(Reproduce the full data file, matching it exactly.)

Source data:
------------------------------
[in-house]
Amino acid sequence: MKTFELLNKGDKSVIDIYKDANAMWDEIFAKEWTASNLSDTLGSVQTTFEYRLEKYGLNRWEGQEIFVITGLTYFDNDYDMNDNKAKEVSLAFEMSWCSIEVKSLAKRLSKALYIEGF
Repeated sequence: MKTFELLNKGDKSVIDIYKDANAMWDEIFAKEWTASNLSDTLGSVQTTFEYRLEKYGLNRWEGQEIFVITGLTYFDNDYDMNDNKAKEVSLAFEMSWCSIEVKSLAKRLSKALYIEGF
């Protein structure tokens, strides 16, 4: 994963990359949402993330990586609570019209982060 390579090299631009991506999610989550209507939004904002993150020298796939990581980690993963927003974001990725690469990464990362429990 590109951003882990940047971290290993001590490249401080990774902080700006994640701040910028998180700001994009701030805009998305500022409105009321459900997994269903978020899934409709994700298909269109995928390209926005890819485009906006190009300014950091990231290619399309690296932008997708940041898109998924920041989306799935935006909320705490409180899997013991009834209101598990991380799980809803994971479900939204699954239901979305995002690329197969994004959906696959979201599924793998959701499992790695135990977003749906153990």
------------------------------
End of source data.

[in-house]
Amino acid sequence: MKTFELLNKGDKSVIDIYKDANAMWDEIFAKEWTASNLSDTLGSVQTTFEYRLEKYGLNRWEGQEIFVITGLTYFDNDYDMNDNKAKEVSLAFEMSWCSIEVKSLAKRLSKALYIEGF
Repeated sequence: MKTFELLNKGDKSVIDIYKDANAMWDEIFAKEWTASNLSDTLGSVQTTFEYRLEKYGLNRWEGQEIFVITGLTYFDNDYDMNDNKAKEVSLAFEMSWCSIEVKSLAKRLSKALYIEGF
């Protein structure tokens, strides 16, 4: 994963990359949402993330990586609570019209982060 390579090299631009991506999610989550209507939004904002993150020298796939990581980690993963927003974001990725690469990464990362429990 590109951003882990940047971290290993001590490249401080990774902080700006994640701040910028998180700001994009701030805009998305500022409105009321459900997994269903978020899934409709994700298909269109995928390209926005890819485009906006190009300014950091990231290619399309690296932008997708940041898109998924920041989306799935935006909320705490409180899997013991009834209101598990991380799980809803994971479900939204699954239901979305995002690329197969994004959906696959979201599924793998959701499992790695135990977003749906153990």